Ask any high school student with college ambitions, and he or she will tell you it’s much, much harder to get into some state universities than it used to be.
For example, David Carre took seven AP classes, got a 1930 on his SAT, and had a 4.3 grade point average at Everglades High School. His classmate, Ariadna Naterri, also had seven AP classes, plus some dual enrollment courses, with a 4.5 GPA. Gino Tornese took nine AP classes at Northeast High School and earned a 4.4 GPA. What do all of these students have in common?
“I was all about Gator nation,” Carre said. Each of them desperately wanted to attend the University of Florida.
“I got denied,” Natteri said. In fact, UF turned each of them down.
“Pretty disappointing, yeah, really disappointing, actually, heart-breaking, almost,” said Tornese, who was counting on joining his older brother, a student at Florida, in Gainesville.
“You know I still don’t understand at this point,” said Carre, who, like Tornese, will be attending Florida State University in the fall.
“Literally made me cry,” Naterri said, as she laughed about the rejection now. She will be an FIU student next fall.
Thousands of students end up in the same rejected boat. Admission to UF has gotten much harder over the past two decades, with the average GPA’s of incoming freshmen rising from 3.7 in 1994 to 4.3 last year. The ripple effect of rejected students from UF applying to other state universities has made FSU, UCF, FIU, FAU and the rest more selective as well, because so many more students are applying. Many families are taking advantage of the value of state schools, good quality undergraduate education at bargain prices, to save money for graduate school. Even the private University of Miami has been affected, with standards for admission going up in Coral Gables over the years as well.
“The competition has gotten pretty crazy for colleges in the last couple of years,” Tornese said.
Having a high grade point average isn’t a guarantee of admission anymore. Colleges look at the classes you took to see how you got that GPA.
“Schools like the University of Florida expect that a student will be taking those most rigorous courses, they know which courses are hard and know which courses are not so a student is not well-served by taking a number of easier courses and getting a higher GPA,” explains Marcia Hunt. She’s been head of the college counseling office at Fort Lauderdale’s Pine Crest School for 30 years.
The director of freshmen admissions at UF, Andrea Felder, agrees with Hunt.
“For students to be competitive, certainly they’ll want to take the most challenging courses available to them," Felder said.
However, that means the most challenging courses a student can handle. If you're not ready for AP calculus or AP physics, take the lower level class instead. Felder says UF takes other, holistic considerations into account as well, such as a student's background and extracurricular activities.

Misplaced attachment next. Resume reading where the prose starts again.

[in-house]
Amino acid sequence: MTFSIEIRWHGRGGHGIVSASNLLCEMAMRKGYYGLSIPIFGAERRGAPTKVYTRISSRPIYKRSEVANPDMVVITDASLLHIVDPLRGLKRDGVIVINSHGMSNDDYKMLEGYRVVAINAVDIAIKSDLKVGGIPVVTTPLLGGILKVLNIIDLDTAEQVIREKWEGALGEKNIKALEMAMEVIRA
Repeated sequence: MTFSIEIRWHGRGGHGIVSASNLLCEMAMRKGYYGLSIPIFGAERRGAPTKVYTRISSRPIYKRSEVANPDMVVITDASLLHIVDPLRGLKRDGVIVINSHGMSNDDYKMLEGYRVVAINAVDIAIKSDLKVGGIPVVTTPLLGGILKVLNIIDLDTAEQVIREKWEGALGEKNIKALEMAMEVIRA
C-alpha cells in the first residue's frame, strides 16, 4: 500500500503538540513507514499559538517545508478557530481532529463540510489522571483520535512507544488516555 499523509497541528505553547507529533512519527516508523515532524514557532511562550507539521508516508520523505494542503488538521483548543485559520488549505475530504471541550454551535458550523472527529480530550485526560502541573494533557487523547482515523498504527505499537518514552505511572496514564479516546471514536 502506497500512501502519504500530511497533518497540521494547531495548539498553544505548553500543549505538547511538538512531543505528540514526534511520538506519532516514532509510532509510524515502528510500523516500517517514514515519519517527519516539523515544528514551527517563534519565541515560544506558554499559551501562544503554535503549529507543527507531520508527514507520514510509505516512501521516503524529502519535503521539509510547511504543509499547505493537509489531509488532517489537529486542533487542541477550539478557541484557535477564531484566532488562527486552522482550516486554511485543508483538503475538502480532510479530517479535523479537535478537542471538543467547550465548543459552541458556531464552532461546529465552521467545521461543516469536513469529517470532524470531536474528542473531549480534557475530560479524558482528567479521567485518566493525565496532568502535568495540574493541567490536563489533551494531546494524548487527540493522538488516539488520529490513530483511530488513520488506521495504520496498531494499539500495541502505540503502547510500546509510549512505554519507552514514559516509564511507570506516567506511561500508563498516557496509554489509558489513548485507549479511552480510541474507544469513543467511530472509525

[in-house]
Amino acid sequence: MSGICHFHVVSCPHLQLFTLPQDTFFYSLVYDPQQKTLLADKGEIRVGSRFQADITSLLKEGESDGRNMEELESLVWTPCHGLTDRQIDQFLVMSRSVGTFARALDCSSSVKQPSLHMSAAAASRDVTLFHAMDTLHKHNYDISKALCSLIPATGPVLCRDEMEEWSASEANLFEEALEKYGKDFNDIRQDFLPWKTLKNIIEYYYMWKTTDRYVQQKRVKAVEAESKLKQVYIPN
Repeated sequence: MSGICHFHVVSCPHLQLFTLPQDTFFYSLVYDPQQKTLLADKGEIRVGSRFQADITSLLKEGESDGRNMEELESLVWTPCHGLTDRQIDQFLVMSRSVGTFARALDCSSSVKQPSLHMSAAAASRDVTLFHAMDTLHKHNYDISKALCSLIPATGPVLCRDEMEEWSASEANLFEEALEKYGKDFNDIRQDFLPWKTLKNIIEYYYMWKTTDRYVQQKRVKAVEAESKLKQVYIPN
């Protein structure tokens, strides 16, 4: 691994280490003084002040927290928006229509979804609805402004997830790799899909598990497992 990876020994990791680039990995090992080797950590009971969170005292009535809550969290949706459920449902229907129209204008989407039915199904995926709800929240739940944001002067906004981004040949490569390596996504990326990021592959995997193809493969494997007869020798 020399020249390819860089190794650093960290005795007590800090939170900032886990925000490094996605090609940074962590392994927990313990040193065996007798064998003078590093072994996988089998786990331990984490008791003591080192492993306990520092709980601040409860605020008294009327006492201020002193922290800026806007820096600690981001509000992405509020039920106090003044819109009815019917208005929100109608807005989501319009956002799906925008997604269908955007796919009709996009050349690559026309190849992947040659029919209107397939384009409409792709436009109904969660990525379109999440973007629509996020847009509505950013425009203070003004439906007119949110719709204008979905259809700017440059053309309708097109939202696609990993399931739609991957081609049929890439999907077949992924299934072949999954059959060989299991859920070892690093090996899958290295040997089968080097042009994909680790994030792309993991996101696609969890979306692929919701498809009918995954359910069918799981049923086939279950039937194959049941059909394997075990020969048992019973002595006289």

“We certainly do have space for students who are very smart and will spend most of their time in the library but we want students to be involved and get a full, rich engagement of the campus experience so we’re looking for those other factors as well," Felder said.
“Colleges do not want couch potatoes," Hunt says. "They want to see that they're making contributions to their school or their community."
Hunt says that can mean volunteering for a charity, playing varsity sports, playing in the school orchestra, or working. Some students have to work to help pay the family's bills or they have to take care of siblings after school, and Hunt says make sure you let colleges know if you're in that situation.
"They recognize that as just as serious a commitment as playing varsity soccer, for example," Hunt said.
The important thing, Hunt says, is to show long-term commitment to a cause, rather than a laundry list of short involvements.
The quest to get into competitive colleges has to begin early, in middle school, to take classes that are prerequisites for high school classes. Hunt says meet with a counselor in 9th grade and plan your courses, taking the toughest ones that are right for you, whether they're honors, AP, IB, dual enrollment, or Cambridge.
It's also critical to prepare thoroughly for the SAT and the ACT because while a high score isn't always a ticket into UF or FSU, a low score will sabotage a students chances. With the new SAT coming out in 2016, the college board has created a partnership with the on-line Khan Academy to offer free SAT prep classes to everyone. The online tutoring starts in June.
"It's a terrific resource and will cost students nothing," Hunt said.
Felder says a popular route into UF for students who bloomed late in high school is to go to Miami-Dade or Broward College for two years, earn their AA degrees with high GPA's, and then transfer to Gainesville.
Finally, if you don't get into your first-choice school, don't despair.
“You can thrive anywhere, and it’s all about what students do when they get to that next-level school," Hunt said. "Often our students who are very upset if their college search doesn't go the way they want and they wind up at another school they comeback and say to us, 'I am at the perfect school, I don't know what I was thinking.'"
There is life after high school, and it can be good wherever you go to college.